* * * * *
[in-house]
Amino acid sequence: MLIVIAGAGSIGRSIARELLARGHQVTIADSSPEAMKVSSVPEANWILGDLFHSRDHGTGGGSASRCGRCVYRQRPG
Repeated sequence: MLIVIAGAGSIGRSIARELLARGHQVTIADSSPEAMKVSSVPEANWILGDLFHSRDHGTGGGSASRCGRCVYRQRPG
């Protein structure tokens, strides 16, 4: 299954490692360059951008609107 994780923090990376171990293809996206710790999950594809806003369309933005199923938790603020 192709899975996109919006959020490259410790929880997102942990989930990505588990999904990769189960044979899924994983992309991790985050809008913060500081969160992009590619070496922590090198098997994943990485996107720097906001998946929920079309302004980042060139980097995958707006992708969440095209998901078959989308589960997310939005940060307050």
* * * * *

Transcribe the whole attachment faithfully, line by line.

[in-house]
Amino acid sequence: MLIVIAGAGSIGRSIARELLARGHQVTIADSSPEAMKVSSVPEANWILGDLFHSRDHGTGGGSASRCGRCVYRQRPG
Repeated sequence: MLIVIAGAGSIGRSIARELLARGHQVTIADSSPEAMKVSSVPEANWILGDLFHSRDHGTGGGSASRCGRCVYRQRPG
């Protein structure tokens, strides 16, 4: 299954490692360059951008609107 994780923090990376171990293809996206710790999950594809806003369309933005199923938790603020 192709899975996109919006959020490259410790929880997102942990989930990505588990999904990769189960044979899924994983992309991790985050809008913060500081969160992009590619070496922590090198098997994943990485996107720097906001998946929920079309302004980042060139980097995958707006992708969440095209998901078959989308589960997310939005940060307050």